In the late 1860s—at a moment of great hope for the promise of equality under the law—the famed orator and once-enslaved abolitionist Frederick Douglass took his “Our Composite Nation” speech on the road to argue for a plural American democracy. The mission of this new nation, he declared, was to provide the world “a composite, perfect illustration of the unity of the human family.” For what was the U.S., he said, but “the most conspicuous example of composite nationality in the world?” Based on the Pulitzer Prize-winning book, Frederick Douglass: Prophet of Freedom by New York Historical Scholar Trustee David Blight, this special installation features artifacts, images, and a theatrical design that bring Douglass’s compelling speech to life and explores his vision of freedom, citizenship, and equal rights that remains urgently relevant today, as a hopeful plea for America to live up to its founding ideals. Curated by Marci Reaven, vice president of history exhibits, Lily Wong, associate curator, and Dominique Jean-Louis, associate curator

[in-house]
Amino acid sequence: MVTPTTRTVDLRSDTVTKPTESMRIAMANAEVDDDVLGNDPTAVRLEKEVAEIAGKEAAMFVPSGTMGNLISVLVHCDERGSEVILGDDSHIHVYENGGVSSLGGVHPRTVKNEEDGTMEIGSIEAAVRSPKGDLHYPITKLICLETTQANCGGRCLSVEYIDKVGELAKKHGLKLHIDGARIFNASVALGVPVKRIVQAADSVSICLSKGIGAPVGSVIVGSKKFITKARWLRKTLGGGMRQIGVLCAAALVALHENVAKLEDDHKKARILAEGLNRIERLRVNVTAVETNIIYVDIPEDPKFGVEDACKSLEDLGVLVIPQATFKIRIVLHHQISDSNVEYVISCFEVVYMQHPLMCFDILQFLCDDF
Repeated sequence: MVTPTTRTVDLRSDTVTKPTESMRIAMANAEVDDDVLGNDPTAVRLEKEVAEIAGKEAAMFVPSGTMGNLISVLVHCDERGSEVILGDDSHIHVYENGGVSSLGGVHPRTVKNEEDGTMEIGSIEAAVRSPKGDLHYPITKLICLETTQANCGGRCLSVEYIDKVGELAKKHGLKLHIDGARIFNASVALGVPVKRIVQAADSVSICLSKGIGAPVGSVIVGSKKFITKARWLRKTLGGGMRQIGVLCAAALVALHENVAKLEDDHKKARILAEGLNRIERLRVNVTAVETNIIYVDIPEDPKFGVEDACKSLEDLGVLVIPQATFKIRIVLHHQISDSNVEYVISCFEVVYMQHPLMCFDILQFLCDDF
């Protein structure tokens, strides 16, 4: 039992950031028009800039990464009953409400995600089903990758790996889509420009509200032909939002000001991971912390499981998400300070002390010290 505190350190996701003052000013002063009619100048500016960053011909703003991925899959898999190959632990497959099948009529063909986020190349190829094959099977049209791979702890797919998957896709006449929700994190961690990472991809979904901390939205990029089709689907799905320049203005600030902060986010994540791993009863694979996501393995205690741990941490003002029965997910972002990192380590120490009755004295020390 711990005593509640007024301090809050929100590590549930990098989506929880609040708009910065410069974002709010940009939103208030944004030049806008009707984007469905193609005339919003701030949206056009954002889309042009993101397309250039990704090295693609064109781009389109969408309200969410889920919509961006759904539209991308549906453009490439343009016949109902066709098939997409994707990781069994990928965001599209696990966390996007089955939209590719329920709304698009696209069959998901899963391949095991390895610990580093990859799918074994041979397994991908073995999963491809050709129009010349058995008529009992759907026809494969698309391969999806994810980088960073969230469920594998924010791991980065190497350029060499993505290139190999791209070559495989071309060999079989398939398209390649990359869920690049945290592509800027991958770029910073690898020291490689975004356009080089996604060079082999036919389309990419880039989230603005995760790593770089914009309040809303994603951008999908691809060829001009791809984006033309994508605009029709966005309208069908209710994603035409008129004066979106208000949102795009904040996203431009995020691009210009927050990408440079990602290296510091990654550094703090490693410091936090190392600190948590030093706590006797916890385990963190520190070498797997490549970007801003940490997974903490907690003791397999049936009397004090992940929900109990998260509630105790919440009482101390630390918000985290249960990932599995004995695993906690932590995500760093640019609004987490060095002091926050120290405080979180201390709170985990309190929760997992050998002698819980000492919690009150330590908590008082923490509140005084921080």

Our Composite Nation has been made possible in part by a major grant from the National Endowment for the Humanities: Democracy demands wisdom.
Any views, findings, conclusions, or recommendations expressed in this exhibition do not necessarily represent those of the National Endowment for the Humanities.
Exhibitions at New-York Historical are made possible by Dr. Agnes Hsu-Tang and Oscar Tang, the Saunders Trust for American History, the Evelyn & Seymour Neuman Fund, the New York City Department of Cultural Affairs in partnership with the City Council, and the New York State Council on the Arts with the support of the Office of the Governor and the New York State Legislature. WNET is the media sponsor.